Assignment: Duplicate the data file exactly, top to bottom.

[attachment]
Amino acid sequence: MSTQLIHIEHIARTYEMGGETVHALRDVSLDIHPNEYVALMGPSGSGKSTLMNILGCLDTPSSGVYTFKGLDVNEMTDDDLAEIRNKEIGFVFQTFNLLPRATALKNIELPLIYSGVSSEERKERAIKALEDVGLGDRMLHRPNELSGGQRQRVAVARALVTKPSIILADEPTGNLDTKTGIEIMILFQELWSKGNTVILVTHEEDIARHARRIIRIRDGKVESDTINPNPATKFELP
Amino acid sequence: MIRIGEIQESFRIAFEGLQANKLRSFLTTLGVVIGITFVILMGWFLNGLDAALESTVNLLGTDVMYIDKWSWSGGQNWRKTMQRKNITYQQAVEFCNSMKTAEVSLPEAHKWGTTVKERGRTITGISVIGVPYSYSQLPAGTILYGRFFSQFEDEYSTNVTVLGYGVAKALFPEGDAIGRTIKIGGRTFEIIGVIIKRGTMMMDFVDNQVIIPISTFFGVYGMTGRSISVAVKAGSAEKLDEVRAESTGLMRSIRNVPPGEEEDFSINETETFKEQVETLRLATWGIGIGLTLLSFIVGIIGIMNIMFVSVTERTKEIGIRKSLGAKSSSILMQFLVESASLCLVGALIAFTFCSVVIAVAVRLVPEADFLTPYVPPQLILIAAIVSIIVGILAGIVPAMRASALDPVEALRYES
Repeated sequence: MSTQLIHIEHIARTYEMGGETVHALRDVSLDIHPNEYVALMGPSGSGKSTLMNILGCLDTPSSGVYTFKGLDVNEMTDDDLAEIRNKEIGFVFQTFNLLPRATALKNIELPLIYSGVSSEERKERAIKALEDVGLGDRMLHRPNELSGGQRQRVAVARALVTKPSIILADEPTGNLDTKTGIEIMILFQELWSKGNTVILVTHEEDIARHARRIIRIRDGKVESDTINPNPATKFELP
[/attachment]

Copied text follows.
Amino acid sequence: MSTQLIHIEHIARTYEMGGETVHALRDVSLDIHPNEYVALMGPSGSGKSTLMNILGCLDTPSSGVYTFKGLDVNEMTDDDLAEIRNKEIGFVFQTFNLLPRATALKNIELPLIYSGVSSEERKERAIKALEDVGLGDRMLHRPNELSGGQRQRVAVARALVTKPSIILADEPTGNLDTKTGIEIMILFQELWSKGNTVILVTHEEDIARHARRIIRIRDGKVESDTINPNPATKFELP
Amino acid sequence: MIRIGEIQESFRIAFEGLQANKLRSFLTTLGVVIGITFVILMGWFLNGLDAALESTVNLLGTDVMYIDKWSWSGGQNWRKTMQRKNITYQQAVEFCNSMKTAEVSLPEAHKWGTTVKERGRTITGISVIGVPYSYSQLPAGTILYGRFFSQFEDEYSTNVTVLGYGVAKALFPEGDAIGRTIKIGGRTFEIIGVIIKRGTMMMDFVDNQVIIPISTFFGVYGMTGRSISVAVKAGSAEKLDEVRAESTGLMRSIRNVPPGEEEDFSINETETFKEQVETLRLATWGIGIGLTLLSFIVGIIGIMNIMFVSVTERTKEIGIRKSLGAKSSSILMQFLVESASLCLVGALIAFTFCSVVIAVAVRLVPEADFLTPYVPPQLILIAAIVSIIVGILAGIVPAMRASALDPVEALRYES
Repeated sequence: MSTQLIHIEHIARTYEMGGETVHALRDVSLDIHPNEYVALMGPSGSGKSTLMNILGCLDTPSSGVYTFKGLDVNEMTDDDLAEIRNKEIGFVFQTFNLLPRATALKNIELPLIYSGVSSEERKERAIKALEDVGLGDRMLHRPNELSGGQRQRVAVARALVTKPSIILADEPTGNLDTKTGIEIMILFQELWSKGNTVILVTHEEDIARHARRIIRIRDGKVESDTINPNPATKFELP